We stopped by Funcom's booth at this year's E3 and learned the first details on its next project from Ragnar Tornquist, the designer of GameSpot PC's adventure game of the year 2000, The Longest Journey. Tornquist has also contributed to the development of Funcom's soon-to-be-released online role-playing game, Anarchy Online, and he is now working on an ambitious and innovative online role-playing/strategy hybrid game called Midgard. Like other online role-playing games before it, Midgard will let players create characters from basic character classes and gain experience levels by fighting monsters and hostile animals. However, Midgard will also focus strongly on resource management, in-game economics, and social interaction--and in a way that will completely justify fighting beyond simple character advancement.
The game will take place in Midgard, the ancient Nordic land of the Vikings. As with other online role-playing games, Midgard will let players create and control a single character in the gameworld. Players will begin their lives by choosing a humble craftsman's profession, like a blacksmith, fisherman, farmer, or hunter, and they'll ply their trade within their own village. As players become more successful in their trades, they'll be able to obtain thralls--computer-controlled slaves that can help with menial tasks--so that players can focus on advancing their social standing in the village, either by donating supplies to the village stores or by specializing in a more advanced and more prestigious trade that'll let them produce rare and valuable items. As players become more and more successful in their trades, they'll increase in rank within their village, and may take political control of their town, and later, of the surrounding towns, and tribes. And once players become high-ranking merchants and tribal chieftains, they'll be able to decide exactly what sort of political order they wish to impose on their territories; a democracy, a dictatorship, or a business partnership between successful player-controlled tradesmen.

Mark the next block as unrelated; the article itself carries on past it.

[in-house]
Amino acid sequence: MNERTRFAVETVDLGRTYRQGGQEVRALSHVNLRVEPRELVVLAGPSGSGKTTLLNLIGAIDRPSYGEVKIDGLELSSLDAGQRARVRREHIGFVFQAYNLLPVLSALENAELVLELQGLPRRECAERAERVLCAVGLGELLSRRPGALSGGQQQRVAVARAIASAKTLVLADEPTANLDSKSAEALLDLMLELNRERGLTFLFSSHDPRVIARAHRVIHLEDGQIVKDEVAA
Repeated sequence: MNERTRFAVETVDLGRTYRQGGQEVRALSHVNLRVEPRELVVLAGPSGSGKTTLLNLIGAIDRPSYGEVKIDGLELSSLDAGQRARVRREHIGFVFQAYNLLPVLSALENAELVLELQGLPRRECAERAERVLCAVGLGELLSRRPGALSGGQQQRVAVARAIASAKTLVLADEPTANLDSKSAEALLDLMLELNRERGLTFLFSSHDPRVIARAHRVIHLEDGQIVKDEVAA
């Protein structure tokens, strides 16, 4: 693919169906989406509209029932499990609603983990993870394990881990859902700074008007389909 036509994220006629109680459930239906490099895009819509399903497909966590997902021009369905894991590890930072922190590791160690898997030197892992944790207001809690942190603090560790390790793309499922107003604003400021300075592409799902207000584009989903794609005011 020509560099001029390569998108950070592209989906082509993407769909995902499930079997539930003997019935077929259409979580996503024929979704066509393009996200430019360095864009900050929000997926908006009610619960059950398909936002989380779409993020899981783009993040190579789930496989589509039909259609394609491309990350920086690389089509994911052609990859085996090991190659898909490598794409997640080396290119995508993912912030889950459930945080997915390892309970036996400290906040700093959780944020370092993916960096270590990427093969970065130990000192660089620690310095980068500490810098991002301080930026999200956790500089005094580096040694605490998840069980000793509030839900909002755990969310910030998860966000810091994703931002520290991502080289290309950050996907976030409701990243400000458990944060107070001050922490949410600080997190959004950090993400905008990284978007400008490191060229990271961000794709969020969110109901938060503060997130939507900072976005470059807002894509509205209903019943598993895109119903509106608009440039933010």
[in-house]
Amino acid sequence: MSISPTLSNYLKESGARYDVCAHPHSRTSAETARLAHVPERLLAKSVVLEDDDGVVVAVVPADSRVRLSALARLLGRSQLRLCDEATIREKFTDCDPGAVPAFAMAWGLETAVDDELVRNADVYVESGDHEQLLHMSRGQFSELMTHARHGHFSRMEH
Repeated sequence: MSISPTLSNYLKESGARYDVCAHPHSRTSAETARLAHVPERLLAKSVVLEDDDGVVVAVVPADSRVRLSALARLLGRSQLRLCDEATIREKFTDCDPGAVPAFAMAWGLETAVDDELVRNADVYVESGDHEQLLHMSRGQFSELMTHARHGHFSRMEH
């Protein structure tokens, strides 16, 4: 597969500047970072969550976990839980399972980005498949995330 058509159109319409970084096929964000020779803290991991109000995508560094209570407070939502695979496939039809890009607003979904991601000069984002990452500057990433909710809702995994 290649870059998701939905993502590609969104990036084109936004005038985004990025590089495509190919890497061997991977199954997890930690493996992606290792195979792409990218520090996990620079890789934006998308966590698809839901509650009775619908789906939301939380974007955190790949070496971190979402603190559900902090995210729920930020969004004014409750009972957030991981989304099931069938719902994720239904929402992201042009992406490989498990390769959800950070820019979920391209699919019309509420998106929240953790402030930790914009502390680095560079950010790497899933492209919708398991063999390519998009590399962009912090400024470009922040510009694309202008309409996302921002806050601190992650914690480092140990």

Despite the importance of trade and economics in the game, Midgard won't force players to permanently hang up their battle-axes and become bakers or tailors. Players will also be able to live the life of a warrior and an adventurer, but if they encounter an angry timber wolf in the woods, they won't just be fighting for their lives and for a few experience points; they'll also want to slay the wolf and return its pelt to the village weaver, its meat to the village butcher, and its teeth to the village shaman, who can use such items make magically blessed charms.
The shaman is just one of the many advanced character classes to which players may aspire, though it's among the most interesting, as shaman will possess many intriguing powers. For starters, shaman may offer sacrifices to Norse gods like Odin, Thor, or Loki for a special blessing to empower a magic weapon or item, or for salvation from a pack of angry monsters. What's more, shaman may also play the favors of the gods against each other, as the relationships between the gods will vary over time depending on each god's mood and on the behavior of each god's followers, though an overly ambitious and manipulative shaman may suffer the collective wrath of the gods he's deceived.
Funcom was especially careful to keep specific details on Midgard's technology and graphics under wraps, and only divulged that the game will use a refined version of Anarchy Online's graphics engine, though the company did provide us with a few concept art images. Midgard has no confirmed release date, but we'll have more information on this intriguing game as its development progresses.